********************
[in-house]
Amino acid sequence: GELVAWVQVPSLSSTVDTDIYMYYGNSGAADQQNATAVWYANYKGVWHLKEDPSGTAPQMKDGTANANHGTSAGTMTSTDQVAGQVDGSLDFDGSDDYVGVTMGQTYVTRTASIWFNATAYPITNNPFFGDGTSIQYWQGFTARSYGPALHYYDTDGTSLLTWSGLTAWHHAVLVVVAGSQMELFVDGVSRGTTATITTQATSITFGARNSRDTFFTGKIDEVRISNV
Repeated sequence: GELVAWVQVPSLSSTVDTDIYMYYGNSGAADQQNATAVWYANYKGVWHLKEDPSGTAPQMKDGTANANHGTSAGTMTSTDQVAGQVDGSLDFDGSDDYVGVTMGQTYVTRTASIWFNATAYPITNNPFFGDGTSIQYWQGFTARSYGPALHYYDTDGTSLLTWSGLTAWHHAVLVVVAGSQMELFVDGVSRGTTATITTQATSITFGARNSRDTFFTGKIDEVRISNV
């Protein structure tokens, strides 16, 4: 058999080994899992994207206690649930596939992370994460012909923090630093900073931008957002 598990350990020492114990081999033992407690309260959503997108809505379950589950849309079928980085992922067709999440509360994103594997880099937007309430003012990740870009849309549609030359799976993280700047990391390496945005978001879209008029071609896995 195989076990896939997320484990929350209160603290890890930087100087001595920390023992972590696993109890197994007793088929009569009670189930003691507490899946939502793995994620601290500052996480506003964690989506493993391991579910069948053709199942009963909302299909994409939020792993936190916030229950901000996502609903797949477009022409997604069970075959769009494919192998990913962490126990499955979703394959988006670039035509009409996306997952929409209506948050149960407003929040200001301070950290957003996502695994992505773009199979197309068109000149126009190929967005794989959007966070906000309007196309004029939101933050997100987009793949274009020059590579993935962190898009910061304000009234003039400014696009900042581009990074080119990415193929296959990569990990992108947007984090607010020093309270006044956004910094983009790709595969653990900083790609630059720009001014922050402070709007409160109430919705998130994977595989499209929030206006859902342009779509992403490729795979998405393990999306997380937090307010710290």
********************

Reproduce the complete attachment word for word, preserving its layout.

[in-house]
Amino acid sequence: GELVAWVQVPSLSSTVDTDIYMYYGNSGAADQQNATAVWYANYKGVWHLKEDPSGTAPQMKDGTANANHGTSAGTMTSTDQVAGQVDGSLDFDGSDDYVGVTMGQTYVTRTASIWFNATAYPITNNPFFGDGTSIQYWQGFTARSYGPALHYYDTDGTSLLTWSGLTAWHHAVLVVVAGSQMELFVDGVSRGTTATITTQATSITFGARNSRDTFFTGKIDEVRISNV
Repeated sequence: GELVAWVQVPSLSSTVDTDIYMYYGNSGAADQQNATAVWYANYKGVWHLKEDPSGTAPQMKDGTANANHGTSAGTMTSTDQVAGQVDGSLDFDGSDDYVGVTMGQTYVTRTASIWFNATAYPITNNPFFGDGTSIQYWQGFTARSYGPALHYYDTDGTSLLTWSGLTAWHHAVLVVVAGSQMELFVDGVSRGTTATITTQATSITFGARNSRDTFFTGKIDEVRISNV
């Protein structure tokens, strides 16, 4: 058999080994899992994207206690649930596939992370994460012909923090630093900073931008957002 598990350990020492114990081999033992407690309260959503997108809505379950589950849309079928980085992922067709999440509360994103594997880099937007309430003012990740870009849309549609030359799976993280700047990391390496945005978001879209008029071609896995 195989076990896939997320484990929350209160603290890890930087100087001595920390023992972590696993109890197994007793088929009569009670189930003691507490899946939502793995994620601290500052996480506003964690989506493993391991579910069948053709199942009963909302299909994409939020792993936190916030229950901000996502609903797949477009022409997604069970075959769009494919192998990913962490126990499955979703394959988006670039035509009409996306997952929409209506948050149960407003929040200001301070950290957003996502695994992505773009199979197309068109000149126009190929967005794989959007966070906000309007196309004029939101933050997100987009793949274009020059590579993935962190898009910061304000009234003039400014696009900042581009990074080119990415193929296959990569990990992108947007984090607010020093309270006044956004910094983009790709595969653990900083790609630059720009001014922050402070709007409160109430919705998130994977595989499209929030206006859902342009779509992403490729795979998405393990999306997380937090307010710290």